Fig. A: This living dragonfly
was scanned by placing it
inside an opening cut in a
sheet of corrugated board.
Figs. B and C: Many fossils
and flint implements are flat
enough to permit scanning,
like this trilobite and scraper.
Fig. D: Be sure to clean the
glass surface of your scanner
after scanning plant leaves.
Fig. E: Feathers are easily
scanned. Fig. F: This piece of
ancient amber was sliced and
scanned to study the sand it
captured when it flowed from
a tree in what is now the
Fig. G: Samples of light-
colored sand were scanned
against a black background.
Padre Island White Sands Florida Panhandle
For best results, scan plant samples as soon as
possible after collecting them. If this isn’t possible,
preserve the sample in a cool location or immerse
its stem in water. Leaves may be coated with wax,
so be sure to clean the scanner’s glass bed after
Scans by Forrest M. Mims III
The color of scanned leaves may not appear
true to life. If not, you can use a photo processing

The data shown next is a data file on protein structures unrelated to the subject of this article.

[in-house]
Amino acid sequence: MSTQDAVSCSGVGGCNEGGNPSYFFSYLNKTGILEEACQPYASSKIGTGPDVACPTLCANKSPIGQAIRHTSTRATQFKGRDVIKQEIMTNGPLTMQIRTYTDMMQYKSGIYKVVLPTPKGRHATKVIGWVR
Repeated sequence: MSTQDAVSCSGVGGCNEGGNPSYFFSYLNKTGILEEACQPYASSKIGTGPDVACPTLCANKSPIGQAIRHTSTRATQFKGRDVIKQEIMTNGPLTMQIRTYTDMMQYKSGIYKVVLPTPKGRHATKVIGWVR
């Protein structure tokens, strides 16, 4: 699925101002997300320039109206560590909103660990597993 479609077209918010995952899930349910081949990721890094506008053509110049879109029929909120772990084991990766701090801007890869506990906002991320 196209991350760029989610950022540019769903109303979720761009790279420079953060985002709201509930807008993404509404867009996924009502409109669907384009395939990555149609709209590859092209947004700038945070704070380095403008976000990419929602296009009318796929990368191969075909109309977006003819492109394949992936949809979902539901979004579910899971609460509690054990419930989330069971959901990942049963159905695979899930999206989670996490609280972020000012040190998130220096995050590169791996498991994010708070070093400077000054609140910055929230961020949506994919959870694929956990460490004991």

program to correct the color. I’ve found that
the best way to accomplish this is to hold the
actual sample next to the monitor and adjust
the color of the image until it matches that of
Most flight and tail feathers are easily scanned
(Figure E), but white feathers and those with white
down require a dark background. For example,
I once scanned a flamingo feather. The upper half of
the feather was pink, and it scanned fine. Because
the lower portion of the feather was white, it was
barely visible against the white background. The
entire feather was visible when a sheet of black
paper was placed over it.
Soil and Sand
Soil and sand samples are easily scanned. Light-colored samples require a black background. Scans
like this are important for soil science, since they
allow different specimens to be compared under
identical lighting conditions.
As with all scans, the colors of scanned soil
and sand samples might need to be adjusted. For
example, when I scanned samples of light-colored
sand from three locations (Figure G), the sand that
looked whitest to the unaided eye was not as white
Water can cause the color of soil and sand to
change appreciably, and a scanner allows both wet
and dry specimens to be scanned simultaneously.